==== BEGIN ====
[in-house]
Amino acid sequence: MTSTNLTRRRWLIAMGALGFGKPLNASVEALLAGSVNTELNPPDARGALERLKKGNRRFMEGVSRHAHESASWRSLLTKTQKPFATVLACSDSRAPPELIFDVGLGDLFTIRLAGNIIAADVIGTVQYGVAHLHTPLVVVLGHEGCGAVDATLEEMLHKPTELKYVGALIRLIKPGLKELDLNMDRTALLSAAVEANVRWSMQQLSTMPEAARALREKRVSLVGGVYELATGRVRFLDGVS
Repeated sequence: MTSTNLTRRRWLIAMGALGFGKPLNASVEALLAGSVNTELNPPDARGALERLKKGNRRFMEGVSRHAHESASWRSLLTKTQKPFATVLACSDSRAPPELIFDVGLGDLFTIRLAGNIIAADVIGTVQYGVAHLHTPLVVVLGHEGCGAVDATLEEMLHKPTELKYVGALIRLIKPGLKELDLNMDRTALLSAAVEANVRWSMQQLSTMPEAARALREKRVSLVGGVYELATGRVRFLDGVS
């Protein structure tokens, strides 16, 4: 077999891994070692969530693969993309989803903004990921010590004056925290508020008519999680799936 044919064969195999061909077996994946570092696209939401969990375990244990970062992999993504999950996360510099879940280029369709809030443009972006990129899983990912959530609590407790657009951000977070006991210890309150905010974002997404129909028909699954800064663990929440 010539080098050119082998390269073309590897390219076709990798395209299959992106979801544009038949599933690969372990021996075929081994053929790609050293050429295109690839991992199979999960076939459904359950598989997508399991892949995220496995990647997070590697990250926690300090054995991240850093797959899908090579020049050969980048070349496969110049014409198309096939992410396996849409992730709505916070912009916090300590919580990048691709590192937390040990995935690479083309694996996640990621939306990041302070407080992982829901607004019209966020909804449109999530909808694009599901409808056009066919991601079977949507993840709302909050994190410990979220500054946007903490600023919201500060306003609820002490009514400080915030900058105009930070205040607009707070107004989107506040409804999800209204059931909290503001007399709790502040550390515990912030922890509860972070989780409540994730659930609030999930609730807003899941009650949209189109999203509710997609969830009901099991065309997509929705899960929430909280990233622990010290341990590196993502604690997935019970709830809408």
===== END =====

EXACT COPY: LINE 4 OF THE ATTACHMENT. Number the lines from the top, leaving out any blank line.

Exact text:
């Protein structure tokens, strides 16, 4: 077999891994070692969530693969993309989803903004990921010590004056925290508020008519999680799936 044919064969195999061909077996994946570092696209939401969990375990244990970062992999993504999950996360510099879940280029369709809030443009972006990129899983990912959530609590407790657009951000977070006991210890309150905010974002997404129909028909699954800064663990929440 010539080098050119082998390269073309590897390219076709990798395209299959992106979801544009038949599933690969372990021996075929081994053929790609050293050429295109690839991992199979999960076939459904359950598989997508399991892949995220496995990647997070590697990250926690300090054995991240850093797959899908090579020049050969980048070349496969110049014409198309096939992410396996849409992730709505916070912009916090300590919580990048691709590192937390040990995935690479083309694996996640990621939306990041302070407080992982829901607004019209966020909804449109999530909808694009599901409808056009066919991601079977949507993840709302909050994190410990979220500054946007903490600023919201500060306003609820002490009514400080915030900058105009930070205040607009707070107004989107506040409804999800209204059931909290503001007399709790502040550390515990912030922890509860972070989780409540994730659930609030999930609730807003899941009650949209189109999203509710997609969830009901099991065309997509929705899960929430909280990233622990010290341990590196993502604690997935019970709830809408």